Coastal Carolina University offers plenty of lifelong learning opportunities
Adults heading back to school to learn a new skill or get a new job is not unheard of, but a group of about 1,200 students at Coastal Carolina University are going to class simply for the joy of learning. The school offers its Osher Lifelong Learning Institute (OLLI ) and Community Learning about Special Subjects (CLASS), both of which provide courses to adults on everything from computer science to creative writing, The Sun News reports.
The OLLI is especially popular because it allows students who have paid the small membership fee to sit in on any class before deciding whether or not they want to sign up. At the school's three locations in South Carolina, there are about 350 classes offered through the program.
"I think there are people out there who are interested in everything," Ketron told the publication. "The 350 courses offered through OLLI reflect both the level of interest by the community, because they have made requests for more and more, and the fact that we have so many retired teachers in the area. They call me and offer to teach their specialties."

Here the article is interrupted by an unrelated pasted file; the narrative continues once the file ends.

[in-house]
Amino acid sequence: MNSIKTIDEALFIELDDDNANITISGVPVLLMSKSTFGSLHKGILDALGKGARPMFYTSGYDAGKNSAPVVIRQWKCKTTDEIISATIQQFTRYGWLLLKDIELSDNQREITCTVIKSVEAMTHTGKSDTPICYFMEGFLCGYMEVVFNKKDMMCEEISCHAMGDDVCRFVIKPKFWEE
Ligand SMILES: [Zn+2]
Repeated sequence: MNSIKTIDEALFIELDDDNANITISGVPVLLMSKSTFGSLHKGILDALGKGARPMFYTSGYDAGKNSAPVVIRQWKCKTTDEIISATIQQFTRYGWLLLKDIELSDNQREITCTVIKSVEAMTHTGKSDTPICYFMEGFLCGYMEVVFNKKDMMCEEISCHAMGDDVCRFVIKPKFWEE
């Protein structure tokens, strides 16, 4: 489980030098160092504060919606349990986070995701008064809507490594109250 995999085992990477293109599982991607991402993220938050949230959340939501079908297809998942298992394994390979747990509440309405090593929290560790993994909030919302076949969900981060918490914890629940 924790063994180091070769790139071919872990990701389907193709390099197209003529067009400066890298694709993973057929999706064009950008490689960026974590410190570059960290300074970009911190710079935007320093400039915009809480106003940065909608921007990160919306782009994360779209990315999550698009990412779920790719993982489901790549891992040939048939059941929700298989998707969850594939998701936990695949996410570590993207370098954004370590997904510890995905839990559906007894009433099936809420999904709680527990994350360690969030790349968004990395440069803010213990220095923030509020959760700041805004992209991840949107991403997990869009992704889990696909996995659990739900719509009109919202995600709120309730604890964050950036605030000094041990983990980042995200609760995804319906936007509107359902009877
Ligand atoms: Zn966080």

There are numerous benefits of lifelong learning for adults over 50, experts say. In addition to keeping your mind sharp, classes also offer an opportunity to meet new people who share similar interests. Luckily for many baby boomers who are entering retirement, there are a number of places to enjoy the advantages.
Retirement communities often offer such opportunities. One such program, Del Webb Celebrate, provides homeowners with access to the Mary Washington ElderStudy program at the University of Mary Washington in Fredericksburg, Virginia, which has classes that will appeal to almost everyone.
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In years past, it may have seemed unusual to see scores of older adults heading back to the classroom, but that is no longer the case. Many retirees make lifelong learning a priority once they leave the workforce, and few people are more emblematic of this growing trend than 92-year-old Ruth Elliott.
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The baby boomer generation has been shaping travel trends for decades, and now as millions of its members are heading toward retirement, it is doing the same thing once again.
Heading back to the classroom has become a popular retirement activity for older adults.